Influenced by the reigning monarch
We refer to period furniture to describe an historic link to a particular style.
Period furniture is divided into intervals and influenced by the reigning Monarch of the day.
Oak was widely used in the Elizabethan – Cromwellian stretch along with ash and elm. It would be usual to make tables and dressers from oak, ash and elm. Oak being a hard wood meant that furniture was very solid and legs and friezes could be carved to add decoration. The Tudor Rose carving was a classic example of how the monarchy of the period influenced designs. The Cromwellian period was a time of austerity, period furniture at this time was sharp, angular, simple and practical, carving and upholstery were rare.
With re restoration of the monarchy 1660 the country was open to Dutch and French influence with many highly-skilled furniture makers settling in England and fine detail became fashionable. Locally grown oak was still the basic wood for country pieces and carcasses but, by the end of the century, case furniture was often veneered with English walnut or walnut imported from France or Virginia. Period furniture at this time saw the introduction of the Queen Anne leg.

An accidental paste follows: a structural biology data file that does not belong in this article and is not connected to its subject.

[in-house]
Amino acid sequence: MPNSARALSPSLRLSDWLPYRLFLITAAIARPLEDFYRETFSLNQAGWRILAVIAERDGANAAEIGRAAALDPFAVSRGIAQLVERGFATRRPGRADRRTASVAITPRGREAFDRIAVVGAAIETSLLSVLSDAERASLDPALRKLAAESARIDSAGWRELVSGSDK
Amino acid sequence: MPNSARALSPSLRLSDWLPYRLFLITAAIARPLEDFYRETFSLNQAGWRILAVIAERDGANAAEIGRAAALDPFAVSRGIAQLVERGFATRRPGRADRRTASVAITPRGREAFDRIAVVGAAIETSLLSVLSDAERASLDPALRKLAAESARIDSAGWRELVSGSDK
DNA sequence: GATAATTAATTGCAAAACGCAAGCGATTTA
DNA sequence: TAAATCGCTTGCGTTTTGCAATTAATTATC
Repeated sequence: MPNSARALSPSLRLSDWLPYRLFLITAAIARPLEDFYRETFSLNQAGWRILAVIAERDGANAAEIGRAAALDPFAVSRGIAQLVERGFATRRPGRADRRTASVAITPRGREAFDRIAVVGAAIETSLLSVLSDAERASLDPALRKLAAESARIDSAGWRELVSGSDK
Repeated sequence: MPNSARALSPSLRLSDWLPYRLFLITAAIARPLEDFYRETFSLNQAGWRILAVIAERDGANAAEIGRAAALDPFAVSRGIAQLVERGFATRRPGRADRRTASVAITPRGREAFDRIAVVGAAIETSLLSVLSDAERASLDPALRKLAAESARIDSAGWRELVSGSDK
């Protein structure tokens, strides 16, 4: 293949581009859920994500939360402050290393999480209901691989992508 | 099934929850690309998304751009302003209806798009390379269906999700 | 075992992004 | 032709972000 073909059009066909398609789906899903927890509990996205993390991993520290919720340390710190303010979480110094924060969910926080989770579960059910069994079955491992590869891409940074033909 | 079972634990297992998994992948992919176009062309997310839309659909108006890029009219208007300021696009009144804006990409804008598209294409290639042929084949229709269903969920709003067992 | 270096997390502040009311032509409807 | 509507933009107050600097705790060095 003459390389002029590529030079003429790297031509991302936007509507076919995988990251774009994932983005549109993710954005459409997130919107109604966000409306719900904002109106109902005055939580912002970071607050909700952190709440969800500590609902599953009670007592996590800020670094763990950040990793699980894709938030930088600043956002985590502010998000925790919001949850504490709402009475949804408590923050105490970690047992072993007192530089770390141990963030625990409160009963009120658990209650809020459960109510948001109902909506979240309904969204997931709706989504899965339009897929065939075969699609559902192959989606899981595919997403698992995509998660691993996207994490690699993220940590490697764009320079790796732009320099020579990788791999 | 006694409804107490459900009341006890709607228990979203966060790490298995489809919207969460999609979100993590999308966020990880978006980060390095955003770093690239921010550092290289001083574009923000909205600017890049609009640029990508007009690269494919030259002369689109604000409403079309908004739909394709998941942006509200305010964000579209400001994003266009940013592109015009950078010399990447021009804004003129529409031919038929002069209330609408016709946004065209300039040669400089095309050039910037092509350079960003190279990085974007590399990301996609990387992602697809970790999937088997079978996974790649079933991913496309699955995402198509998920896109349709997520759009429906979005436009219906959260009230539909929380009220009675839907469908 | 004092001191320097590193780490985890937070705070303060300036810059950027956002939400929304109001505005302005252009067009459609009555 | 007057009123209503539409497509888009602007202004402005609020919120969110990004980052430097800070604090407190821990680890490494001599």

The Georgian era 1714 – 1830 is defined as spanning the reigns of the first four Hanoverian kings of Great Britain who were all named George. This period saw a new Britain emerge, Georgian Britain heralded a wave of architects, designers and musicians. We left our Medieval past and the Golden Age of furniture and works of art was born. Great people such as Chippendale, Sir Christopher Wren, Capability Brown, Handel, Wedgwood, Holbein, silk fashions and jewellery design all contributed to the pinnacle of Georgian Britain when trade and wealth was more important than ever.
Period furniture in current homes
It is this ultimate period when classical homes were built for the very wealthy and today, it would be impossible to complete a furnishing scheme with original period furniture without the help of today’s cabinet and frame makers. These craftsmen have harnessed the skills passed down through generations in order to copy timeless designs using traditional techniques to make the next best thing to original period furniture pieces.